Key words: Ricinnus communis (L.); semi-arid region; water shortage

RESUMO

A presente pesquisa propôs avaliar as relações hídricas, o percentual de dano celular e o crescimento da mamoneira cv. BRS Energia em função da salinidade e da natureza catiônica da água utilizada na irrigação. O experimento foi desenvolvido em lisímetros de drenagem em condições de casa de vegetação em Argissolo Acinzentado Eutrófico de textura franco-arenosa. Foram estudadas seis combinações de salinidade da água (S1 - Testemunha; S2 - Na+; S3 - Ca2+; S4 - Na+ + Ca2+; S5 - K+ e S6 - Na+ + Ca2+ + Mg2+), no delineamento em blocos casualizados com quatro repetições. Na testemunha (S1), as plantas foram irrigadas com água de condutividade elétrica (CEa) de 0,6 dS m-1, enquanto se utilizou nos demais tratamentos água com CEa de 4,5 dS m-1, obtida a partir de diferentes cátions, todos na forma de cloreto. O maior teor relativo de água no limbo foliar nas plantas irrigadas com água de composição potássica associado à suculência foliar são indicativos de tolerância da mamoneira cv. BRS Energia à salinidade. O estresse salino afetou, de forma negativa, o crescimento da mamoneira, independentemente da natureza catiônica da água. Dentre os íons estudados, a mamoneira foi mais sensível à presença do sódio na água de irrigação, tanto em termos de relações hídricas como para a suculência foliar.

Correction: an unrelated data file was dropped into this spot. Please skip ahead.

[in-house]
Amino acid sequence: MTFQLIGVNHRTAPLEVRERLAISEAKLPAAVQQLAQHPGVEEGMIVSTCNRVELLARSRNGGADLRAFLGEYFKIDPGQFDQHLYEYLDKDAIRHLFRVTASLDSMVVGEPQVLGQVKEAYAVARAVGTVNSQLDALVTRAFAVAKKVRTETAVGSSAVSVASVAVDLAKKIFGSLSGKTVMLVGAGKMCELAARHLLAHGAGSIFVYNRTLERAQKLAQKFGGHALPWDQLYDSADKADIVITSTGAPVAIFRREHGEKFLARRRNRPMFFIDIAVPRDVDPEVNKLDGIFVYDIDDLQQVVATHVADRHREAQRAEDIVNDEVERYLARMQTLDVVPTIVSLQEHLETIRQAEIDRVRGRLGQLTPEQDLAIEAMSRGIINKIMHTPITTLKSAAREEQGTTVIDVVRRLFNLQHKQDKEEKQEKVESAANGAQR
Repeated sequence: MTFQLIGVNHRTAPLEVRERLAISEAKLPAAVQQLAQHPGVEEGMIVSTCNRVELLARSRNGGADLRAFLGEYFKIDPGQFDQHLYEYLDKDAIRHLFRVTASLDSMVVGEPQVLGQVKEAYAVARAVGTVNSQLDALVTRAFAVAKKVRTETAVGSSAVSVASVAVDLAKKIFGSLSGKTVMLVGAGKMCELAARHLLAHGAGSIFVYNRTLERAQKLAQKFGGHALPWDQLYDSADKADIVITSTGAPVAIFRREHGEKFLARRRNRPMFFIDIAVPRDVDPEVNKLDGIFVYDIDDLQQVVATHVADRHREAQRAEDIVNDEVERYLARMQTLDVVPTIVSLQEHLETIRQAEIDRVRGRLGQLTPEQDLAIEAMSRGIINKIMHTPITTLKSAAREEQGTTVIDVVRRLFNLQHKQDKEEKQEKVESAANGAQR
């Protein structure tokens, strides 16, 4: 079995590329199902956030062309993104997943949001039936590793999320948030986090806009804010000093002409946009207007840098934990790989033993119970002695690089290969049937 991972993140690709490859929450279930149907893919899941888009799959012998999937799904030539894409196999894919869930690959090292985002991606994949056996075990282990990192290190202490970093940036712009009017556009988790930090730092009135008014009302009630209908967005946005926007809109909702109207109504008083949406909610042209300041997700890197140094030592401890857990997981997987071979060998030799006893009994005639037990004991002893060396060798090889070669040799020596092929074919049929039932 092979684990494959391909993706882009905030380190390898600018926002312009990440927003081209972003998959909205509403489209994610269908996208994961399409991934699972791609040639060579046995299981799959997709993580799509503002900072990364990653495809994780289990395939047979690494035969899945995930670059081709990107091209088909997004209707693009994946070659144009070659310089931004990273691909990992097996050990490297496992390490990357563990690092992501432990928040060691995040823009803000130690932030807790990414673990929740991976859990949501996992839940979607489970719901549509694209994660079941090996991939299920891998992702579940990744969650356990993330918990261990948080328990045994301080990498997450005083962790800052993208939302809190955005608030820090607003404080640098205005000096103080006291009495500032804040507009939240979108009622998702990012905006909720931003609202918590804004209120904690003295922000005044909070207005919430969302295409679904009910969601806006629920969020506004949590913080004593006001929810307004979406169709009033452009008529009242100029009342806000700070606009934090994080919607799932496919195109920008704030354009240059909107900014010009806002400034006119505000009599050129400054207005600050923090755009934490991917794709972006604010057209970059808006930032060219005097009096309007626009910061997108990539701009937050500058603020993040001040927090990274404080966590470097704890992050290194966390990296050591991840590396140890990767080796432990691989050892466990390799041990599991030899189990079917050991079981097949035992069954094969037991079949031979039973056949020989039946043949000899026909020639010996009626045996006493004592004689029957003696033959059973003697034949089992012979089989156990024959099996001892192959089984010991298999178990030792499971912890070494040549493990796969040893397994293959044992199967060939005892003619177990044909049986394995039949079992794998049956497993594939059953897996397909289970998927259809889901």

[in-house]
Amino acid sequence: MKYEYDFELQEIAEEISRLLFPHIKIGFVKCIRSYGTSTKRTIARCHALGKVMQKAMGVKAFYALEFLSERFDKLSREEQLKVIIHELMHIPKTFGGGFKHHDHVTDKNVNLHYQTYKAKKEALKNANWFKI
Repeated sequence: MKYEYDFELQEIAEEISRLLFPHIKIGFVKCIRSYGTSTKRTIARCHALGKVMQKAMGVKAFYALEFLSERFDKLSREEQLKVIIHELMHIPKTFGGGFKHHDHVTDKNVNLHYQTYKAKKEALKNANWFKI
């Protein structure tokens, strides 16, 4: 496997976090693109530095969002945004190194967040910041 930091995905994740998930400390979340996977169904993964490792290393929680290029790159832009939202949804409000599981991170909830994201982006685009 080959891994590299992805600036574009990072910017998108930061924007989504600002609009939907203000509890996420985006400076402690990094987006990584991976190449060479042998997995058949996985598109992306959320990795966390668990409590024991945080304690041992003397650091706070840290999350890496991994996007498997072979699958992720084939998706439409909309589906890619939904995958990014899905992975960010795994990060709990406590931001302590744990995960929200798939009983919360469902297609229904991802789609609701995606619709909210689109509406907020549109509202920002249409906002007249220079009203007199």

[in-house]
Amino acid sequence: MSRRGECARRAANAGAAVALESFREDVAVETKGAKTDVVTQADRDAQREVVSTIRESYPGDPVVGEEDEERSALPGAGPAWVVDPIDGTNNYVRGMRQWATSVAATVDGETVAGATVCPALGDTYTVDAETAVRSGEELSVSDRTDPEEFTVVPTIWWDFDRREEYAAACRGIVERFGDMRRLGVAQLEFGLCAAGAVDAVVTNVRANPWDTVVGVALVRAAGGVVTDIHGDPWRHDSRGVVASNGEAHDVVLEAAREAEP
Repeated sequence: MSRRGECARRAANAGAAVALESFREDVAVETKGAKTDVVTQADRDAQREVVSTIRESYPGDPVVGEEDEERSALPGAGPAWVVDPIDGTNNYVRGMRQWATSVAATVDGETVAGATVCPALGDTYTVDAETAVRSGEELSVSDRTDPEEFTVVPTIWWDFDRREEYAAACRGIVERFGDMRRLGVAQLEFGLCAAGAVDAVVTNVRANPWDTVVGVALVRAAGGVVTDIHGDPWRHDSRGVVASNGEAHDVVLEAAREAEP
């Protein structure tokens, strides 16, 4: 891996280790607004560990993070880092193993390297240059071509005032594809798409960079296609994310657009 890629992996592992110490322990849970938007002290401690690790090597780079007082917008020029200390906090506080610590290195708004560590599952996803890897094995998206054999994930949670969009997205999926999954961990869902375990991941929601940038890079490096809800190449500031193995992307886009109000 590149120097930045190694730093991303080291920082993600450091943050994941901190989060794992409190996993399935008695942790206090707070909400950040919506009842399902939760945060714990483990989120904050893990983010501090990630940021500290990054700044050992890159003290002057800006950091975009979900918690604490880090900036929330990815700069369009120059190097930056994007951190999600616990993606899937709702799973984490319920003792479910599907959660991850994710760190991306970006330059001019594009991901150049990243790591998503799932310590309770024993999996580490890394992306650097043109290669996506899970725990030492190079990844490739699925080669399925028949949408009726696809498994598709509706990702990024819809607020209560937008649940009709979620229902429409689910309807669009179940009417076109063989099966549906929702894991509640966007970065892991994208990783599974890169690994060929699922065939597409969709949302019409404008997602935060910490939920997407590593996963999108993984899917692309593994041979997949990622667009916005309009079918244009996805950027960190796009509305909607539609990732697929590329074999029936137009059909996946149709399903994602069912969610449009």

Palavras-chave: Ricinnus communis (L.); semiárido; escassez de água

Introduction

Belonging to the Euphorbiaceae family, castor bean (Ricinus communis L.) is an oilseed crop that stands out in Northeast Brazil due to its characteristics of xerophilism and heliophilism, besides good adaptation to different soil and management conditions. It is a rustic crop, with fast growth, high yield and various possibilities of use for the oil extracted from its seeds (Marinho et al., 2010).